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Though our country has gone through a turbulent time with the recent election, we understand that many have become frustrated and upset with even discussing the topic of government and politics.  However, it has come to our attention that certain elected government officials have put forth a bill which would severely curtail the rights of all citizens and reduce our access to the Court system as well as the right to receive fair and adequate damages for serious injuries.

This week, the House will vote on a number of bills that will make it difficult for accident victims to seek justice in our nation’s courts. If these bills pass, it will make it nearly impossible for Americans, who are injured in accidents, and their families to pursue legal action. The so-called “Protection Access to Care Act of 2017” [H.R. 1215] will rig the system against us by allowing insurance companies and big corporations to prevail.

You can view the details of the bill by clicking on   HR 1215 Bill.   As you will note, the bill, sponsored by big business and the insurance lobby, sets a cap of $250,000 for all claims of pain and suffering for any person bringing a Health Care Lawsuit.  Such a lawsuit will include all claims of medical malpractice, nursing home negligence and any other claim involving any other health care provider.  If we stop for just one moment and think about this.  An elderly woman who is caused to sustain serious and permanent bed sores while in a Nursing home and suffers for 2 years in awful pain, undergoing debridement (scraping of the necrotic skin) procedures will be limited to $250,000.00 in damages.  A child who suffers a loss of oxygen due to delay and error by the doctor and nurses while being delivered and is rendered handicapped and special needs for the rest of their life; will be limited to $250,000 for their pain and suffering.

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In the Medical Malpractice arena, Plaintiffs routinely face an uphill battle.  From inception, the defendants always seek to limit our claims, and create defenses in hope of proving that the conduct of the doctor/hospital/staff was within the accepted Standard of Care.  When all discovery is complete, we find that defendants and their counsel are making Summary Judgment motions.  A motion for Summary Judgment is a motion before a trial that is made before the assigned Judge.  The defendant submits legal papers and expert affidavits stating that based upon all the evidence the Court should dismiss the case as Plaintiff can not prove that the case has meritorious arguments and should go before the jury.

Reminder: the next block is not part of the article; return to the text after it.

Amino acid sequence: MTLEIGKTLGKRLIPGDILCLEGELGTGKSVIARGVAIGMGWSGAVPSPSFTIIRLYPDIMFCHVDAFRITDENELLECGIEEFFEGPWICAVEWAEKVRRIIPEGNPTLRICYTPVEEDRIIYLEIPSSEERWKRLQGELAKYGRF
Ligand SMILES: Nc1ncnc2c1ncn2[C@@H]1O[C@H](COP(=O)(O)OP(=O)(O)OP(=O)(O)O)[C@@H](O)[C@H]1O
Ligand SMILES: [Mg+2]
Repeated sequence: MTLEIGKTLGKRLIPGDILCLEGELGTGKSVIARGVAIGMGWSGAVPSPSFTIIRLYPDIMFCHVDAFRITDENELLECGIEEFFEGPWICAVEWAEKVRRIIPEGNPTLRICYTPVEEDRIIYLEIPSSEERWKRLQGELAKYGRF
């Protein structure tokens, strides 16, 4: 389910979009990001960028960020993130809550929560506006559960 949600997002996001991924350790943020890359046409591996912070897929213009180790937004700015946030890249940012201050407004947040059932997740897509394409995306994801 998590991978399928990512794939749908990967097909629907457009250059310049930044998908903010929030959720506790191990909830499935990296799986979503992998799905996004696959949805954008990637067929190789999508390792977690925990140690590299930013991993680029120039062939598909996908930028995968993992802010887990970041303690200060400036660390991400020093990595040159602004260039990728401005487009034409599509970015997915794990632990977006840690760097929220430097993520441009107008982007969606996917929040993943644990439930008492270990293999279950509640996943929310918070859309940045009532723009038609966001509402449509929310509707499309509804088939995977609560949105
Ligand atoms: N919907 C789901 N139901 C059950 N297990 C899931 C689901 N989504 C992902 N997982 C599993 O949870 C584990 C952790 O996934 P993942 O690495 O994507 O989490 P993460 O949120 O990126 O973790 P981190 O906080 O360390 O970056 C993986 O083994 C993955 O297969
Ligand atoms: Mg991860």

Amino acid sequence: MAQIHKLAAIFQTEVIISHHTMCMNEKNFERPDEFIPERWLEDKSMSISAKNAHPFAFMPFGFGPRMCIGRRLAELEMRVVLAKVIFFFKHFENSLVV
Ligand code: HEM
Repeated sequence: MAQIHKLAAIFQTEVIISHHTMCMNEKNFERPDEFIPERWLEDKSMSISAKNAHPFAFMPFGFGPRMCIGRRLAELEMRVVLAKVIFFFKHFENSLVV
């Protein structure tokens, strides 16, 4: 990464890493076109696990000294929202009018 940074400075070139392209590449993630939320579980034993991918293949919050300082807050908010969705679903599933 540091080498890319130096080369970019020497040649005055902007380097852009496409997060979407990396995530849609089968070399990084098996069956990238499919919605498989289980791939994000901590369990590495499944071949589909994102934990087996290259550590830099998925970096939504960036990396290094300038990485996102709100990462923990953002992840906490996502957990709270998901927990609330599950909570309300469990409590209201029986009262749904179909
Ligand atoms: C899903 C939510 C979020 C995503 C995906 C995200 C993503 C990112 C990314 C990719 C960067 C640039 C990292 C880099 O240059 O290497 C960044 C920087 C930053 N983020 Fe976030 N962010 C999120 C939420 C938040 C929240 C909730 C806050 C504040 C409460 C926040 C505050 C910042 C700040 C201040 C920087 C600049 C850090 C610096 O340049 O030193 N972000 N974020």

The Plaintiff’s bar face these motions more and more frequently.   We vigorously oppose these motions with our own experts and affidavits.

This past month, the Medical Malpractice Unit at Leav & Steinberg, LLP was successful in defeating two motions for Summary Judgment on significant cases.

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New York City’s ban on e-cigarettes have was upheld by the Appellate Division.  New York City Citizens Lobbying Against Smoker Harassment (CLASH) filed a lawsuit arguing that New York City’s 2013 ban on vaping in public places (Local Rule 152) violated the New York State Constitution by impermissibly lumping smoking traditional cigarettes and smoking electronic cigarettes into the same law. The Appellate Division disagreed with CLASH and upheld the law banning vaping in public places. 

The Court provided, in pertinent part: